• Date, Time: TBA Location: TBA
  • Duration: 3 hours
  • No notes, textbooks, calculators, phones, or other electronic devices.
  • No make-up final exam will be given.
  • Bring your student ID.

About The Exams

You should know and be able to work with the main ideas of the course. For example, you may be asked to: State a definition or prove a result from class; Solve a problem similar to a class example or homework exercise; Solve a problem that is somewhat different from what you’ve seen in class and homework, but that still uses the concepts we have studied.

A sample exam will be posted about a week in advance of the midterm and final.

Academic Honesty

All assignments and activities associated with this course must be performed in accordance with the University of Rochester’s Academic Honesty Policy.

You may work together on homework, but copying on homework or exams is NOT allowed, and it will be considered academic dishonesty.

Additional Help

Math Study Hall, Tutoring, and Other Resources

Work with your classmates (but don’t copy assignments). It is essential to not fall behind because each lecture is based on previous work. If you are having any difficulties, seek help immediately.

Disability Resources

The University of Rochester respects and welcomes students of all backgrounds and abilities. In the event you encounter any barrier(s) to full participation in this course due to the impact of a disability, please contact the Office of Disability Resources. The access coordinators in the Office of Disability Resources can meet with you to discuss the barriers you are experiencing and explain the eligibility process for establishing academic accommodations.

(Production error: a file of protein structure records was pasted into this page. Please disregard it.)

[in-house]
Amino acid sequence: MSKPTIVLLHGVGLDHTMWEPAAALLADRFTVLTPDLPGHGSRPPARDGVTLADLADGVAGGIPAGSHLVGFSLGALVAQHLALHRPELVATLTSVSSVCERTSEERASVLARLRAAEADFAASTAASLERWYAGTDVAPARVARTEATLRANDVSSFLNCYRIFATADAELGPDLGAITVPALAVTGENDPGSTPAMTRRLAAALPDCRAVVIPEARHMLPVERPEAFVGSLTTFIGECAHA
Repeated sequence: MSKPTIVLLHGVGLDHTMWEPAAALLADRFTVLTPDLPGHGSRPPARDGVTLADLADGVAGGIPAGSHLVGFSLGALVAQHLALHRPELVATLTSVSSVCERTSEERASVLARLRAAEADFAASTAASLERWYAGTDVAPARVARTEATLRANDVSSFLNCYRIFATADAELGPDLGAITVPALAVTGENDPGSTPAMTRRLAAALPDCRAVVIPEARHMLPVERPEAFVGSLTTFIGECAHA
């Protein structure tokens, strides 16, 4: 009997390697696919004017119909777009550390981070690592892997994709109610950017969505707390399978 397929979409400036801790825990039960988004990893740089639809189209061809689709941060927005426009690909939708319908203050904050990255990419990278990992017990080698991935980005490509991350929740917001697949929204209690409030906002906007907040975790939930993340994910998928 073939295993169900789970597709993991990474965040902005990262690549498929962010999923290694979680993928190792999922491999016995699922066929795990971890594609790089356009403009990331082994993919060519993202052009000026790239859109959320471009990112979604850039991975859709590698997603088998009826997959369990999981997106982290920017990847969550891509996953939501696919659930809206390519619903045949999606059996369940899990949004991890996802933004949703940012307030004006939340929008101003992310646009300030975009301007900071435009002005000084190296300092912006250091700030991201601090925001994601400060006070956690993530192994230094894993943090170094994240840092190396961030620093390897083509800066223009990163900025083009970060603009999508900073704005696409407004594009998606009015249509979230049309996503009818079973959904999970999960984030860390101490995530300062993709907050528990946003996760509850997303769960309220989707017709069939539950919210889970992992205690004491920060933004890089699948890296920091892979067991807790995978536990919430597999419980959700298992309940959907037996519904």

Office of Disability Resources (; (585)275-9049; 1-154 Dewey Hall)

To be granted alternate testing accommodations, you (the student) must fill out forms with the Office of Disability Resources at least seven days before each and every exam. These forms are not sent “automatically.” Professors are not responsible for requesting alternative testing accommodations at the Office of Disability Resources, and they are not obligated to make any accommodations on their own.

Homework Solutions.

: HW1 Solutions
HW2 Solutions
HW3 Solutions
HW4 Solutions


Below is the approximate schedule of the class. Textbook and lecture notes reading is listed by section number.

Week 1 (Week of Jan 22)
Topics: Basic probability
Textbook Reading: 6.1
Lecture Notes Reading: 1.1, 1.2, 1.3, 1.4, 2.1, 2.2, 2.3

Week 2 (Week of January 29)
Topics: Monotonicity and replication, Interest rates and compounding, Zero coupon bonds and discounting, Time value of money
Textbook Reading: 6.2, 1.1, 1.2, 1.3